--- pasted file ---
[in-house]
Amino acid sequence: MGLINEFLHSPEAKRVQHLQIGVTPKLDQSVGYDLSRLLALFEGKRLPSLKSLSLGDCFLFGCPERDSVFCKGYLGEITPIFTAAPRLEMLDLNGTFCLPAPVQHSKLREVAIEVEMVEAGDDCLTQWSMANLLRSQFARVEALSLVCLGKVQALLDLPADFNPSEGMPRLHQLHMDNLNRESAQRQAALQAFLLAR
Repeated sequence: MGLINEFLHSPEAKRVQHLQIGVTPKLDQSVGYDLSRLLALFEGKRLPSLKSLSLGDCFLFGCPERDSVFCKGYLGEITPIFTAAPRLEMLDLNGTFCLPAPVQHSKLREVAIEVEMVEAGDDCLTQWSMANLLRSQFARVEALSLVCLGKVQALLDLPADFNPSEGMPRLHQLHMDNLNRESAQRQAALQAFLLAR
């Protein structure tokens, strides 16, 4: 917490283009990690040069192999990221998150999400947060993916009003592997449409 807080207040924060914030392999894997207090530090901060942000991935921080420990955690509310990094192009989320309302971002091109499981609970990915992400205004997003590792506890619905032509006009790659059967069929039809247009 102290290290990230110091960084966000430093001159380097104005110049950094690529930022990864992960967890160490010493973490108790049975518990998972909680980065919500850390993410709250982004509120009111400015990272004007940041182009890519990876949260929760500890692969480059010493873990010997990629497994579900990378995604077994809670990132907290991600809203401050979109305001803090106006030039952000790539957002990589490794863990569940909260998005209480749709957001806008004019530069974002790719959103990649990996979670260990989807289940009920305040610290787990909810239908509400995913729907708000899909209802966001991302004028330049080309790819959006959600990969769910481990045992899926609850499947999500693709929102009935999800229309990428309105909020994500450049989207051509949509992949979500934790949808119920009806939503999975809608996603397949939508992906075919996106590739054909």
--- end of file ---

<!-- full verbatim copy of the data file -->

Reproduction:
[in-house]
Amino acid sequence: MGLINEFLHSPEAKRVQHLQIGVTPKLDQSVGYDLSRLLALFEGKRLPSLKSLSLGDCFLFGCPERDSVFCKGYLGEITPIFTAAPRLEMLDLNGTFCLPAPVQHSKLREVAIEVEMVEAGDDCLTQWSMANLLRSQFARVEALSLVCLGKVQALLDLPADFNPSEGMPRLHQLHMDNLNRESAQRQAALQAFLLAR
Repeated sequence: MGLINEFLHSPEAKRVQHLQIGVTPKLDQSVGYDLSRLLALFEGKRLPSLKSLSLGDCFLFGCPERDSVFCKGYLGEITPIFTAAPRLEMLDLNGTFCLPAPVQHSKLREVAIEVEMVEAGDDCLTQWSMANLLRSQFARVEALSLVCLGKVQALLDLPADFNPSEGMPRLHQLHMDNLNRESAQRQAALQAFLLAR
């Protein structure tokens, strides 16, 4: 917490283009990690040069192999990221998150999400947060993916009003592997449409 807080207040924060914030392999894997207090530090901060942000991935921080420990955690509310990094192009989320309302971002091109499981609970990915992400205004997003590792506890619905032509006009790659059967069929039809247009 102290290290990230110091960084966000430093001159380097104005110049950094690529930022990864992960967890160490010493973490108790049975518990998972909680980065919500850390993410709250982004509120009111400015990272004007940041182009890519990876949260929760500890692969480059010493873990010997990629497994579900990378995604077994809670990132907290991600809203401050979109305001803090106006030039952000790539957002990589490794863990569940909260998005209480749709957001806008004019530069974002790719959103990649990996979670260990989807289940009920305040610290787990909810239908509400995913729907708000899909209802966001991302004028330049080309790819959006959600990969769910481990045992899926609850499947999500693709929102009935999800229309990428309105909020994500450049989207051509949509992949979500934790949808119920009806939503999975809608996603397949939508992906075919996106590739054909």